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I am adding usage of a small library to a large existing piece of software and would like to analyze (in finder detail than just in&out rdtsc() or gettimeofday calls) the overhead and it's attribution of the small library. Using things like rdtsc() I can get a sense of the latency that calling my libraries functions have, but I cannot do latency attribution unless I am also able to see whether branches are not being predicted well, caching isnt working properly, etc..I looked into PAPI as I imagined looking at a certain hardware events going into and out of a routine in my library within the context of the bigger binary but it seems I would need a specific kernel module for PAPI to work for me (Linux 2.6.18 && Intel Xeon 5570)...there is Vtune which is specifically geared for intel processors but it seems like it's something which would profile the entire binary for performance and not specific code snippets (the 3-4 calls into my library).

Is there a way for me to use Vtune for my goal, or possibly something which can give me access to such counters without having to patch my kernel?

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It's not possible to define an entry point in vtune to start recording.

However, what you can do, is to start the trace without recording and then when you expect to hit your library, you start the trace and let it record the calls. After the calls, you may stop it again and can now look up the library call using the top-bottom tab in vtune.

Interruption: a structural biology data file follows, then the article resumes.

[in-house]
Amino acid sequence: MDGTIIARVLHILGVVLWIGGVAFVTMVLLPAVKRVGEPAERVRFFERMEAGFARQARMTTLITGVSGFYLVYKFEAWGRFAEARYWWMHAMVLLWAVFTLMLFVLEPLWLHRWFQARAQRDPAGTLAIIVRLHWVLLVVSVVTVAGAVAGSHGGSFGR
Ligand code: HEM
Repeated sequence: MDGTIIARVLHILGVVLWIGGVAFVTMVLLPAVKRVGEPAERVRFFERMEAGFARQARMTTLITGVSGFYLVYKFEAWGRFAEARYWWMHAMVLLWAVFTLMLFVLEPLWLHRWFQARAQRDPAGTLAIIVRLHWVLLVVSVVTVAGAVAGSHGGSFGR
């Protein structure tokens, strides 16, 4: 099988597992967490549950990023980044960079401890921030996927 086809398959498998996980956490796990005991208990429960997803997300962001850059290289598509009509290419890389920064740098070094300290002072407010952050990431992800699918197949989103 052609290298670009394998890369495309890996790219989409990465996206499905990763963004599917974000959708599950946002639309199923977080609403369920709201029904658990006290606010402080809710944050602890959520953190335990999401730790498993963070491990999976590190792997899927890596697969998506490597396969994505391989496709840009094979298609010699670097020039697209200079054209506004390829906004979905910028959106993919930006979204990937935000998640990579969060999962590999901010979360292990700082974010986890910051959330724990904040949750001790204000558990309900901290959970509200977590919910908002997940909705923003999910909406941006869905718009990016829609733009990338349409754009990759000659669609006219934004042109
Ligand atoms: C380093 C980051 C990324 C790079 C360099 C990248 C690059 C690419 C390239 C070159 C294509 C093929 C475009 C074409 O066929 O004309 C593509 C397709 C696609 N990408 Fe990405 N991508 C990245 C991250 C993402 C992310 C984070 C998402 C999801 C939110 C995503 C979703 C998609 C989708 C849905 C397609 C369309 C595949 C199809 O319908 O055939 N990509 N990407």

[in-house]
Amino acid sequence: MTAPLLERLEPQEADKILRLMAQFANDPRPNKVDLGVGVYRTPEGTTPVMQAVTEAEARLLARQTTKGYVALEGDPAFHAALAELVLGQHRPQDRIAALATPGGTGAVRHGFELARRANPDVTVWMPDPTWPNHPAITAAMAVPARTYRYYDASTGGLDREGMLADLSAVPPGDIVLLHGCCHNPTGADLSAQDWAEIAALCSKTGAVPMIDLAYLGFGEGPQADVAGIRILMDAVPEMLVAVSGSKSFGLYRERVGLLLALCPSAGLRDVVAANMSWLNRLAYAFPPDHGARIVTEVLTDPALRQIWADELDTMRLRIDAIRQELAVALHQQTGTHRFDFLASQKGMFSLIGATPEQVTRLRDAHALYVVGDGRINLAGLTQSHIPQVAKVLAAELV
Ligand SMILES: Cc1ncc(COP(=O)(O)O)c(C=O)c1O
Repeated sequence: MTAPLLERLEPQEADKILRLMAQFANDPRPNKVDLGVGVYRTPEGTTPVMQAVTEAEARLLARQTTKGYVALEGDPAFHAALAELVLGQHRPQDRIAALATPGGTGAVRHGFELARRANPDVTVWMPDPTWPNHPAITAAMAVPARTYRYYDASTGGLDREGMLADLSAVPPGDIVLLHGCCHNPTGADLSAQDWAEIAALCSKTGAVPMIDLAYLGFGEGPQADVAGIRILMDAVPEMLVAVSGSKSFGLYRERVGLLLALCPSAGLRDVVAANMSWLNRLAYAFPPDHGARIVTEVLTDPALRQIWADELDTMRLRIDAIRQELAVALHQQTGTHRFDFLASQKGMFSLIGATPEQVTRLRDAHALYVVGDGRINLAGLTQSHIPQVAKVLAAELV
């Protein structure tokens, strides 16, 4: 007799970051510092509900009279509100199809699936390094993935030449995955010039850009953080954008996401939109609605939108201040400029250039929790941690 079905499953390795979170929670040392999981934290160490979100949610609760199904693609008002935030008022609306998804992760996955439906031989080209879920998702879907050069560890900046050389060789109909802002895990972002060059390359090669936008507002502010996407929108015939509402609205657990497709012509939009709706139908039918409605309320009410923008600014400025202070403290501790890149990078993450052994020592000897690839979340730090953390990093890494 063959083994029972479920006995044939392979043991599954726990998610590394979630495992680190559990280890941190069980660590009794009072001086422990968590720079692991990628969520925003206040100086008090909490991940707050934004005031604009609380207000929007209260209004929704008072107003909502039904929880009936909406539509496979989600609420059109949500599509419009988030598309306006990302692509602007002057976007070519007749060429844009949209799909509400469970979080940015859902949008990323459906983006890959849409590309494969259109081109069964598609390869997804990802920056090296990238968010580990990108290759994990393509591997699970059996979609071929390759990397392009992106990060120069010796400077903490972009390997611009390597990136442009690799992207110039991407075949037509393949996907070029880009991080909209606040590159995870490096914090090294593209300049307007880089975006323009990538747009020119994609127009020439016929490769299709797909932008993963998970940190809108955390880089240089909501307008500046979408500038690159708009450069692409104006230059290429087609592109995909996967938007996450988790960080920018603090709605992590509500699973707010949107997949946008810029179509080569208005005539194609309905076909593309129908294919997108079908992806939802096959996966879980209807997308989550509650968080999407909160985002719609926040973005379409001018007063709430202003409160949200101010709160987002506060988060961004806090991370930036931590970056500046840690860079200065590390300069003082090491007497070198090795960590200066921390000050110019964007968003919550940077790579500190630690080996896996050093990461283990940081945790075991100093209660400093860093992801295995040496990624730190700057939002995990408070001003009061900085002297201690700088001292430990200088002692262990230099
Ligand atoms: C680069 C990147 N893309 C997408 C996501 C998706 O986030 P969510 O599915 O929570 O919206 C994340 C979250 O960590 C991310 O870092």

With it, you should be able to see all the information regarding the calls, and the time spent in each.

If you want to be sure that you only trace while the calls are active, you may start the application under gdb and insert breakpoints when accessing and leaving the functions you wish to examine and then start and stop the profiler appropriately.

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Matias is right - you can start the profiling paused ("Start paused" in VTune-speak) and then in your program use __itt_pause / __itt_resume API from the VTune API to limit the data collection to the code region of interest.

You may also want to set the "Target duration type" to "Under one minute" in the project properties - this makes the sampling more fine grained (10 KHz instead of default 1 KHz frequency). Or manually adjust the Sample After value in the list of events to collect. The latter is often more useful when you want to profile something specific like mispredicted branches.

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